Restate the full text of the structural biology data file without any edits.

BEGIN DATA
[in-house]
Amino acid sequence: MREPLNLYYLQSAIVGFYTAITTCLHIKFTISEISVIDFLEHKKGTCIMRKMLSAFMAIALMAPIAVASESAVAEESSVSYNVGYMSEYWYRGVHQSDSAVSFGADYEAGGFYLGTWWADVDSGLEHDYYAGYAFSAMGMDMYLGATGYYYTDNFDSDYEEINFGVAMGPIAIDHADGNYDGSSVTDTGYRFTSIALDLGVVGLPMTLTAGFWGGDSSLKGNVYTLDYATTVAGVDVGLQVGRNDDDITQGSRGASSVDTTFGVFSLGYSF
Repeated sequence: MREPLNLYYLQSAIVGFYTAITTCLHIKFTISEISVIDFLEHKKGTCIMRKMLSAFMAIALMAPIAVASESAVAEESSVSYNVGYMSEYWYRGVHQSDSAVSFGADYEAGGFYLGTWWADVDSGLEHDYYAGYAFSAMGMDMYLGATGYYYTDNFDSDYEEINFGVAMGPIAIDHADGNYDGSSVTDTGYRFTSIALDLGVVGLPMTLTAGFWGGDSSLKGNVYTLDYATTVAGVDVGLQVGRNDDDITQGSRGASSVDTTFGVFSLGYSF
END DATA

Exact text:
[in-house]
Amino acid sequence: MREPLNLYYLQSAIVGFYTAITTCLHIKFTISEISVIDFLEHKKGTCIMRKMLSAFMAIALMAPIAVASESAVAEESSVSYNVGYMSEYWYRGVHQSDSAVSFGADYEAGGFYLGTWWADVDSGLEHDYYAGYAFSAMGMDMYLGATGYYYTDNFDSDYEEINFGVAMGPIAIDHADGNYDGSSVTDTGYRFTSIALDLGVVGLPMTLTAGFWGGDSSLKGNVYTLDYATTVAGVDVGLQVGRNDDDITQGSRGASSVDTTFGVFSLGYSF
Repeated sequence: MREPLNLYYLQSAIVGFYTAITTCLHIKFTISEISVIDFLEHKKGTCIMRKMLSAFMAIALMAPIAVASESAVAEESSVSYNVGYMSEYWYRGVHQSDSAVSFGADYEAGGFYLGTWWADVDSGLEHDYYAGYAFSAMGMDMYLGATGYYYTDNFDSDYEEINFGVAMGPIAIDHADGNYDGSSVTDTGYRFTSIALDLGVVGLPMTLTAGFWGGDSSLKGNVYTLDYATTVAGVDVGLQVGRNDDDITQGSRGASSVDTTFGVFSLGYSF